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What is Raw Chocolate?
Blog / Chocolate / What is Raw Chocolate?

What is Raw Chocolate?

In the world of chocolate, there's a new player that's been steadily gaining attention – raw chocolate.

But what exactly is this newcomer, and how does it differ from the more traditional forms of our favourite sweet treat?

In this post, we will look into the world of raw chocolate, seeking to demystify this unique product.

We'll explore its origins, how it's made, and its purported health benefits.

We'll also discuss how its taste and texture compare to regular chocolate and provide guidance on how you can enjoy this intriguing variety.

What is Raw Chocolate?

Raw chocolate is a type of chocolate that's made from unroasted cacao beans or sometimes minimally processed cacao at low temperatures.

This is in contrast to conventional chocolate, where the cacao beans are roasted.

The process of keeping the cacao raw is believed to preserve more of its natural nutrients.

Raw chocolate often also includes other natural and unprocessed ingredients, such as raw sugar, making it a popular choice among those seeking less processed or potentially healthier alternatives to traditional chocolate.

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What is Raw Chocolate Powder?

Raw chocolate powder, often known as raw cacao powder, is made from cold-pressed, unroasted cocoa beans.

The process ensures that the living enzymes in the cocoa are preserved, but it removes the fat (cacao butter).

The result is a highly nutritious powder, loaded with beneficial compounds such as flavonoids, and has a complex, rich chocolate flavour.

This is different from traditional cocoa powder, where the beans are roasted at high temperatures before being processed.

Raw cacao powder is typically used in the same way as conventional cocoa powder — in baking, smoothies, and other recipes — but it's often seen as a healthier alternative because of its higher nutrient content.

(Before you go on, click here if you want to learn how to grate chocolate).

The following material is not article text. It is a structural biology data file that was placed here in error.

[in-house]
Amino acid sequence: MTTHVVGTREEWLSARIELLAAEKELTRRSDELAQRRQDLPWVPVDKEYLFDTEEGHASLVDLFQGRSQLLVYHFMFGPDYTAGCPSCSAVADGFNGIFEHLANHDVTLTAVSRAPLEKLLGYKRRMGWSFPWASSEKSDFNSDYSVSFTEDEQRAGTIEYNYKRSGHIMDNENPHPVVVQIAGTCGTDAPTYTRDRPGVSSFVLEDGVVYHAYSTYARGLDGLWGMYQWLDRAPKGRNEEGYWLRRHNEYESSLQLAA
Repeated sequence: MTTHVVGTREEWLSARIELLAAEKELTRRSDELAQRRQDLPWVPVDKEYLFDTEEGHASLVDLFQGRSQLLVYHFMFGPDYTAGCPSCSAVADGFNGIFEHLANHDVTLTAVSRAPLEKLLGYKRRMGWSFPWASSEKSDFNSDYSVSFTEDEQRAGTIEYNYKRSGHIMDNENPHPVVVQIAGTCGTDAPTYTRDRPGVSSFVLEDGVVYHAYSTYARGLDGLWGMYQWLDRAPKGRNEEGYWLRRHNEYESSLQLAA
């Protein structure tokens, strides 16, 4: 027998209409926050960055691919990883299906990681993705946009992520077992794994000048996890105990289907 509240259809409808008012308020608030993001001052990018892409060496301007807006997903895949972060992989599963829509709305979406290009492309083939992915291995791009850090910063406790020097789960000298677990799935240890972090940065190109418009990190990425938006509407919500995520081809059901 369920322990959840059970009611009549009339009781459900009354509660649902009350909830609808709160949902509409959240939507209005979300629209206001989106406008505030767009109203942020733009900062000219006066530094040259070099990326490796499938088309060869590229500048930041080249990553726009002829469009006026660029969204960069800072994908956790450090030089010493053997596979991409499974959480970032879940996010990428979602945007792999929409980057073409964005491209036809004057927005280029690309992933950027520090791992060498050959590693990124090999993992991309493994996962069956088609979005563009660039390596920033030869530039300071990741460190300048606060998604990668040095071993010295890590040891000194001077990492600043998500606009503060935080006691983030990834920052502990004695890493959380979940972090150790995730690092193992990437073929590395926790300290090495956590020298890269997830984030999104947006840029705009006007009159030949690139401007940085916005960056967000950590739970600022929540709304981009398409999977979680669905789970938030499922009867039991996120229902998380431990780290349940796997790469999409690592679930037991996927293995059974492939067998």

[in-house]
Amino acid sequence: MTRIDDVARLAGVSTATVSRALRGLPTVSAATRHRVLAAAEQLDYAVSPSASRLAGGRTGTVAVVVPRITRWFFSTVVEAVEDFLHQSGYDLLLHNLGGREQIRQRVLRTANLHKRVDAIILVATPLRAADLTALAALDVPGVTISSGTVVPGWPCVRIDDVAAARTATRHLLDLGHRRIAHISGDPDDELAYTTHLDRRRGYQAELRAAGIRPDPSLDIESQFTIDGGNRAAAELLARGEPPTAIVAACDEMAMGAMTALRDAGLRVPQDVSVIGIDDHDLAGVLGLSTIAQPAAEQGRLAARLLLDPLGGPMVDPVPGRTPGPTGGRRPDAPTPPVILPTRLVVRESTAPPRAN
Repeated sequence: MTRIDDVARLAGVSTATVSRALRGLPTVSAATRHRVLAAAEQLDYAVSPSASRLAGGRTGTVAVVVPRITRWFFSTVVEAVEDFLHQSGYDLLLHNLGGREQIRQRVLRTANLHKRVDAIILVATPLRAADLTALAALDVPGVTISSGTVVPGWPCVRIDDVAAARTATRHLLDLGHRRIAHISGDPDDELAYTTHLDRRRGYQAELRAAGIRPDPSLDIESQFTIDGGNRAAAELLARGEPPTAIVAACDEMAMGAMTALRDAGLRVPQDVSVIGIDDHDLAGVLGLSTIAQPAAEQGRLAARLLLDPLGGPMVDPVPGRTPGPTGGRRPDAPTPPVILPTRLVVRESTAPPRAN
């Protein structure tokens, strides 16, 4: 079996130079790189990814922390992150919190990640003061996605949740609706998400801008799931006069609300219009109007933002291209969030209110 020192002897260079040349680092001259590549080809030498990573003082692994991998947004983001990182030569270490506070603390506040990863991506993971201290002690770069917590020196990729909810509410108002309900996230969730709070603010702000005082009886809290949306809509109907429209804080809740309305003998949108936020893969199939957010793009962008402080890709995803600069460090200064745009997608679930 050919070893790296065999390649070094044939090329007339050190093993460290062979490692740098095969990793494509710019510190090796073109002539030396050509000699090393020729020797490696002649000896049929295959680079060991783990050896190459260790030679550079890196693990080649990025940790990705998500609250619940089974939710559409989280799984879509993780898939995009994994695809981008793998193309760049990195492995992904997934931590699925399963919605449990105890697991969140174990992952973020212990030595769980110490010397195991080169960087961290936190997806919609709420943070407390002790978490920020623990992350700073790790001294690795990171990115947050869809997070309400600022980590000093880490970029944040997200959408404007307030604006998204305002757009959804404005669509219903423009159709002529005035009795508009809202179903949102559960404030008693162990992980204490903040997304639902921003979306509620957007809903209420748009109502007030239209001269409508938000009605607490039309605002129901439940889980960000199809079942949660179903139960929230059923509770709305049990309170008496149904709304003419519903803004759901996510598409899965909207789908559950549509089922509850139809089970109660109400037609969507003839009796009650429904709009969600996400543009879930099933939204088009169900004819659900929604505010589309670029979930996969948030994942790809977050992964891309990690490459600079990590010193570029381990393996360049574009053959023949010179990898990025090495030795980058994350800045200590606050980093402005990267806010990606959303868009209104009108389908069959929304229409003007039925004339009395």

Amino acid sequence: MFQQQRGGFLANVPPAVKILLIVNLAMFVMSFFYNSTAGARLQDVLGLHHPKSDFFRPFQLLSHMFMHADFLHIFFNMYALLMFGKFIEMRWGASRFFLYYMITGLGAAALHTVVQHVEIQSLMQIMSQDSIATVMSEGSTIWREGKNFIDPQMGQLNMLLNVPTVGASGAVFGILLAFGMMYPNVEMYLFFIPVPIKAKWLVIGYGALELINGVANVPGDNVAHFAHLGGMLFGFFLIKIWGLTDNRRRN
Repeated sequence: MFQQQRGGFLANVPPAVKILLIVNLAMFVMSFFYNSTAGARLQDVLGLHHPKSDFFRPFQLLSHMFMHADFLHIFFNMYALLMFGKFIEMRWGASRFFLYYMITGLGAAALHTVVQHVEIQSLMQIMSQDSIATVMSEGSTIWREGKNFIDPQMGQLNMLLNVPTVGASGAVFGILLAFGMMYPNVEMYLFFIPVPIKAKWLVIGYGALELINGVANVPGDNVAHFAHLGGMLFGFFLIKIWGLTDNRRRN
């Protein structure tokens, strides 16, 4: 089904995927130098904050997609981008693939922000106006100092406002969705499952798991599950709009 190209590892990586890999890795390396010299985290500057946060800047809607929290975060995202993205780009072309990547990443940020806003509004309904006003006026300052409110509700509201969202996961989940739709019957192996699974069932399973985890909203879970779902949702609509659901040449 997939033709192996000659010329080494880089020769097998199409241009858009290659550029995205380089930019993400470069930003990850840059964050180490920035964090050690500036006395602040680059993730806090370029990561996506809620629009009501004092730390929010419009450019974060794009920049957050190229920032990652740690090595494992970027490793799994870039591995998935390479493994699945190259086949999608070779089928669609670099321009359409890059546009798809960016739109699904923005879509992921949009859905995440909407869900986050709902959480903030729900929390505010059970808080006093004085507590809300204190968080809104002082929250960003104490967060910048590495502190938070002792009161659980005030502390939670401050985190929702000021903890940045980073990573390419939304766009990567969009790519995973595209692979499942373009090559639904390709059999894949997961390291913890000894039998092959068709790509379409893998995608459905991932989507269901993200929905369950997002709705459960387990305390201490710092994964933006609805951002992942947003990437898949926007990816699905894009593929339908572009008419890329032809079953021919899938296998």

How Many Calories in Raw Chocolate?

The calorie content of raw chocolate can vary depending on the specific recipe or brand, as different producers may use different ingredients and ratios.

However, as a rough estimate, raw chocolate typically contains around 550-600 calories per 100 grams.

It's worth noting that while raw chocolate may have a similar caloric content to regular chocolate, it often contains more fibre and nutrients due to the minimal processing of the cacao beans.

Always check the nutritional information on the packaging for the most accurate information.

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What Nutrients Are in Raw Chocolate?

Raw chocolate, often created from minimally processed cacao beans, is lauded for its nutrient richness.

Here are some of the key nutrients that raw chocolate typically contains:

  1. Magnesium: This mineral is essential for numerous bodily functions, including nerve transmission, muscle relaxation, and energy production.

  2. Antioxidants: Raw chocolate is rich in flavonoids, a type of antioxidant that helps protect the body from damage by free radicals.

  3. Fibre: The unprocessed cacao beans used in raw chocolate offer a good amount of dietary fibre.

  4. Iron: Raw chocolate is a surprisingly good source of plant-based iron.

  5. Potassium: This essential mineral helps maintain fluid balance, nerve signals, and muscle contractions.

  6. Phosphorus: This nutrient plays a vital role in the formation of bones and teeth.

  7. Theobromine: This stimulant, similar to caffeine, can boost your mood and energy levels.

  8. Healthy fats: Raw chocolate contains monounsaturated fats, similar to those found in avocados, which are considered heart-healthy.

Remember, while raw chocolate does offer these nutrients, it's also calorie-dense, so it's important to consume it in moderation as part of a balanced diet.

Related Post: What Is Theobromine?

What Does Raw Chocolate Taste Like?

Raw chocolate has a distinctive taste that's quite different from the more familiar flavours of traditional chocolate.

It's typically more intense and complex, with a pronounced bitter edge.

The lack of roasting allows for the preservation of the cacao bean's inherent flavours, which can include hints of berries, nuts, or coffee, depending on the specific variety of the bean.

The texture of raw chocolate can also be different from that of regular chocolate.

It might be less smooth and more grainy, because it hasn't been conched – a process used in traditional chocolate-making to develop a silky texture.

Some find the taste and texture of raw chocolate to be an acquired one.

However, those who appreciate the natural, robust and complex flavours of the cacao often find raw chocolate to be a rewarding and enjoyable experience.

Related Post: Chocolate Conching?

How to Make Raw Chocolate From Cacao Beans

Making raw chocolate from cacao beans at home is quite a process, but it can be an interesting and rewarding experience.

Here's a basic method: